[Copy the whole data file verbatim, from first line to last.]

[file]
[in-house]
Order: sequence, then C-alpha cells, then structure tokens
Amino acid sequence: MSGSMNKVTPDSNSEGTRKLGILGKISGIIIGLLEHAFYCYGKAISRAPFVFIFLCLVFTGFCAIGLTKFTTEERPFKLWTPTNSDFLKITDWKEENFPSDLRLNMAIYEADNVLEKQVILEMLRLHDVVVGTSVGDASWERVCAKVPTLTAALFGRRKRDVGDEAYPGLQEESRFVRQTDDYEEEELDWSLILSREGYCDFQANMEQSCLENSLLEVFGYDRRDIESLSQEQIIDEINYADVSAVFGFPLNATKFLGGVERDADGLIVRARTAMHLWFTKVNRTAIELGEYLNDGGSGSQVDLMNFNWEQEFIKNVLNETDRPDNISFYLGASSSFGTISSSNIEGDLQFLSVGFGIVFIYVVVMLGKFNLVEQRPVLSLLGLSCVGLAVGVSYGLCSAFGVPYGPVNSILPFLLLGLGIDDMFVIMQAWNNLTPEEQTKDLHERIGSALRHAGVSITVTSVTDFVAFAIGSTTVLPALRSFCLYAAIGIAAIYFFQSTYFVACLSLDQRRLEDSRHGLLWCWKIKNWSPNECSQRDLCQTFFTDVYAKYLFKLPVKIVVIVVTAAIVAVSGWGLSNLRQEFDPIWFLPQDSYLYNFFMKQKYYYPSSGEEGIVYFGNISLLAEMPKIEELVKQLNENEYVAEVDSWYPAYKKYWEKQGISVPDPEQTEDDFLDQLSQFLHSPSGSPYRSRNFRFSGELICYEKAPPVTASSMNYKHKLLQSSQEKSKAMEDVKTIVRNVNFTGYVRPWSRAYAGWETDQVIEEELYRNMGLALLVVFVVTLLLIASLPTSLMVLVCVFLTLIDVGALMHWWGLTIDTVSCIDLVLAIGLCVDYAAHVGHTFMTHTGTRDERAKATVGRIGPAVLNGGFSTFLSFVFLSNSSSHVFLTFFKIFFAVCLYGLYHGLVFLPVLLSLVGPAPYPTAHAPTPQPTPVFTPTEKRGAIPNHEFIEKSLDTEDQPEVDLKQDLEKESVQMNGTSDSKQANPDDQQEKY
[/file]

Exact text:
[in-house]
Order: sequence, then C-alpha cells, then structure tokens
Amino acid sequence: MSGSMNKVTPDSNSEGTRKLGILGKISGIIIGLLEHAFYCYGKAISRAPFVFIFLCLVFTGFCAIGLTKFTTEERPFKLWTPTNSDFLKITDWKEENFPSDLRLNMAIYEADNVLEKQVILEMLRLHDVVVGTSVGDASWERVCAKVPTLTAALFGRRKRDVGDEAYPGLQEESRFVRQTDDYEEEELDWSLILSREGYCDFQANMEQSCLENSLLEVFGYDRRDIESLSQEQIIDEINYADVSAVFGFPLNATKFLGGVERDADGLIVRARTAMHLWFTKVNRTAIELGEYLNDGGSGSQVDLMNFNWEQEFIKNVLNETDRPDNISFYLGASSSFGTISSSNIEGDLQFLSVGFGIVFIYVVVMLGKFNLVEQRPVLSLLGLSCVGLAVGVSYGLCSAFGVPYGPVNSILPFLLLGLGIDDMFVIMQAWNNLTPEEQTKDLHERIGSALRHAGVSITVTSVTDFVAFAIGSTTVLPALRSFCLYAAIGIAAIYFFQSTYFVACLSLDQRRLEDSRHGLLWCWKIKNWSPNECSQRDLCQTFFTDVYAKYLFKLPVKIVVIVVTAAIVAVSGWGLSNLRQEFDPIWFLPQDSYLYNFFMKQKYYYPSSGEEGIVYFGNISLLAEMPKIEELVKQLNENEYVAEVDSWYPAYKKYWEKQGISVPDPEQTEDDFLDQLSQFLHSPSGSPYRSRNFRFSGELICYEKAPPVTASSMNYKHKLLQSSQEKSKAMEDVKTIVRNVNFTGYVRPWSRAYAGWETDQVIEEELYRNMGLALLVVFVVTLLLIASLPTSLMVLVCVFLTLIDVGALMHWWGLTIDTVSCIDLVLAIGLCVDYAAHVGHTFMTHTGTRDERAKATVGRIGPAVLNGGFSTFLSFVFLSNSSSHVFLTFFKIFFAVCLYGLYHGLVFLPVLLSLVGPAPYPTAHAPTPQPTPVFTPTEKRGAIPNHEFIEKSLDTEDQPEVDLKQDLEKESVQMNGTSDSKQANPDDQQEKY